Higher Revenues. Much of our relatively better budget outlook is due to our office’s revenue estimates. For revenues from the three largest ("Big Three") state taxes, our main scenario revenue outlook reflects $2 billion net higher revenues in 2016-17 and $2.2 billion net higher revenues in 2017-18. (See our revenue outlook for more detail.)
Relatively Little Revenue Growth Directed to Proposition 98. In each of 2016-17 and 2017-18, we estimate that the Proposition 98 minimum guarantee is about $500 million higher. Our higher estimates of local property tax revenues cover the majority of that increase, such that state General Fund spending necessary to meet the guarantee is only above the administration’s estimates by $162 million in 2016-17 and $231 million in 2017-18.
Proposition 2 Uncertain. As shown in Figure 4, our estimates of Proposition 2 requirements (Proposition 2 debt payments and annual deposits to the BSA) are hundreds of millions of dollars higher than the administration's estimates in 2016-17 and 2017-18. Because Proposition 2 requirements depend on the economy, stock market, and complex interactions with Proposition 98, future Proposition 2 requirements will likely deviate substantially from the estimates reflected in both our office’s and the administrations multiyear outlooks.
Lower Net Non-Proposition 98 Spending. Our multiyear outlook for non-Proposition 98 spending is $1.1 billion lower than the administration’s in 2016-17 and over $3 billion lower in 2017-18. One key difference concerns the state’s contribution to CalSTRS. Beginning in 2017-18—the first fiscal year in which the state’s payment can fluctuate—we assume that a recent interpretation of the CalSTRS funding plan results in a $1.2 billion decrease in the state contribution from what it would have been if the rate did not change. This savings is not reflected in the administration’s multiyear forecast. We note that slower investment growth than CalSTRS assumes in its actuarial valuation could reduce or eliminate the state savings now assumed in our budget outlook.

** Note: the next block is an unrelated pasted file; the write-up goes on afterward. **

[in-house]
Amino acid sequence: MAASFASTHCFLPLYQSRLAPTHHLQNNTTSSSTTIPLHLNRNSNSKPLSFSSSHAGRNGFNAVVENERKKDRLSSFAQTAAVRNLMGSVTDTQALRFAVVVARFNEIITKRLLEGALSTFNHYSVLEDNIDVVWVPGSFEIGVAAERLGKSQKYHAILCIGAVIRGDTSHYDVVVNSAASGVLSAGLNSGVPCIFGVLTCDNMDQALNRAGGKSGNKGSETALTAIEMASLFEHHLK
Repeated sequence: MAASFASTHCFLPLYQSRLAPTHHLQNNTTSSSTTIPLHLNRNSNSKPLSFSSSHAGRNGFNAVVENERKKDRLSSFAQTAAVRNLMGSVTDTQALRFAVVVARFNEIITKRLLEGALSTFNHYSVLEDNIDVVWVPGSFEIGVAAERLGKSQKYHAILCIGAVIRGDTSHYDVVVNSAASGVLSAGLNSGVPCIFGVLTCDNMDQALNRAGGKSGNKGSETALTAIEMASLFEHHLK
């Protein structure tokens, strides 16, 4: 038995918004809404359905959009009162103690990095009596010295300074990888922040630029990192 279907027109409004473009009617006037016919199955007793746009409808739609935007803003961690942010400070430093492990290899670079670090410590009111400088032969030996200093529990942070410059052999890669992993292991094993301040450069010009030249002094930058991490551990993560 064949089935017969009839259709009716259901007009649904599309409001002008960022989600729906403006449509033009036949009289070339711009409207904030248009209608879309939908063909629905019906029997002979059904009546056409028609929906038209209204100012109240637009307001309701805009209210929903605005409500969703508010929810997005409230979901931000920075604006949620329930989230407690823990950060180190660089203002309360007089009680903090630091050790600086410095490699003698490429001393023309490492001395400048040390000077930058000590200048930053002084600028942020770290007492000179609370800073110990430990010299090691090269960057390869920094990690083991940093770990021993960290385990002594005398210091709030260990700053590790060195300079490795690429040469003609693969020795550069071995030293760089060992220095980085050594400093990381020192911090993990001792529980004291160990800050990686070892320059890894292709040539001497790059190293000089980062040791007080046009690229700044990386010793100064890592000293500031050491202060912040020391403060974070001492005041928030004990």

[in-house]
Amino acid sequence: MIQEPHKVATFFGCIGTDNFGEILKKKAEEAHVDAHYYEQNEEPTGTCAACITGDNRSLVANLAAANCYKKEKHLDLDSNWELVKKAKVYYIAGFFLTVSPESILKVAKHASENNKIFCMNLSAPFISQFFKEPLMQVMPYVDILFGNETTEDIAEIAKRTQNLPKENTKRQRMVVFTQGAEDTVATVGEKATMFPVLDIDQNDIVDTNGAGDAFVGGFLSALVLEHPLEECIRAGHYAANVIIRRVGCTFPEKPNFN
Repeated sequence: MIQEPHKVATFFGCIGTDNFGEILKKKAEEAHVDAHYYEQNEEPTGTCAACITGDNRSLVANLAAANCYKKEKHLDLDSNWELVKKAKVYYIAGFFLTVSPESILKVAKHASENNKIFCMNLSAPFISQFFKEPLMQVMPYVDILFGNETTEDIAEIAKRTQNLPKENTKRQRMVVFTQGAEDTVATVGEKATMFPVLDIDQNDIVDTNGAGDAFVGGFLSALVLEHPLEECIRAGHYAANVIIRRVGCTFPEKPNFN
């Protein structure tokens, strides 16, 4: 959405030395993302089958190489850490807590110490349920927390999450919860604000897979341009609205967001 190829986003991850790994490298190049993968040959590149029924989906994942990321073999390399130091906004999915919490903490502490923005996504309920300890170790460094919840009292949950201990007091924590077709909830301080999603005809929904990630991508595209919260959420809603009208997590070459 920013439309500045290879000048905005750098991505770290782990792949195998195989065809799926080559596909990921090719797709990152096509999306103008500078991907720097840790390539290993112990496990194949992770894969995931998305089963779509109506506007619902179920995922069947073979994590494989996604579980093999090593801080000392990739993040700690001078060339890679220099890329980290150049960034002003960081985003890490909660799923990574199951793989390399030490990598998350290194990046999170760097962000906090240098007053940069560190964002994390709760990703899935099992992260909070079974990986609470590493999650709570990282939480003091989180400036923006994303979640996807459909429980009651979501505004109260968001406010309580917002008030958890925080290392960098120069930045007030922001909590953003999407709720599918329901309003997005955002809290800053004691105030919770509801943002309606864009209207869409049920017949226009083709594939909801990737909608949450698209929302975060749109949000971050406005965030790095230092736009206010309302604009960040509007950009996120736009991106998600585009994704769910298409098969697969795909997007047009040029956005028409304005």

Administration Forecast Shows Deficit in 2018-19. The administration’s multiyear displays a $2.6 billion negative balance in the SFEU for the end of 2018-19. This means that budget actions equal to a like amount would be necessary to address a budget problem in that year. It is important to note that the state could perhaps cover all or part of such a deficit with the $6 billion balance accumulated in the BSA by 2018-19 under the administration’s estimates. In addition, changing two key assumptions would result in a much different budget condition. First, the administration does not assume suspension of the 2018-19 BSA transfer, which could perhaps address $1 billion of the $2.6 billion budget problem. Second, almost all of the remaining budget problem would be addressed if the administration’s multiyear estimates reflected the possible CalSTRS savings discussed above.
While it is important to consider the administration’s and our office’s multiyear outlooks, the state’s revenue volatility and complex budgetary formulas limit the usefulness of this exercise. The administration’s multiyear forecast and our main scenario outlook are just two of many possible scenarios. Revenues by 2018-19 could easily be $10 billion above or below the numbers reflected in either of these multiyear outlooks, depending mainly upon future economic and stock market trends. Expenditures also could be billions of dollars higher or lower. The uncertainty resulting from our volatile revenue structure and complex budgetary formulas underscore the need to build a healthy budget reserve during strong economic times in order to limit damage to the budget during downturns.
Updated on May 21, 2015: (1) to reduce 2016-17 and 2017-18 LAO main scenario non-Proposition 98 spending, thereby correcting the prior omission of General Fund recoveries of statewide general administrative costs, (2) to make changes discussed in footnote a of Figure 4, and (3) to make various minor and technical adjustments. Prior to these updates, the LAO main scenario "operating surplus" was $3.5 billion for 2016-17 and $4.7 billion for 2017-18.
Updated on May 26, 2015: (1) to update our 2016-17 Proposition 2 estimates, which increase by about $440 million each for required debt payments and deposits to the BSA, and (2) to make various minor adjustments. Prior to these updates, the LAO main scenario "operating surplus" was $4.4 billion for 2016-17.
LAO Contacts: Ryan Miller and Jason Sisney. This multiyear budget outlook is produced with contributions from most LAO analytical and support staff members. For other LAO staff contacts, go to www.lao.ca.gov/Staff.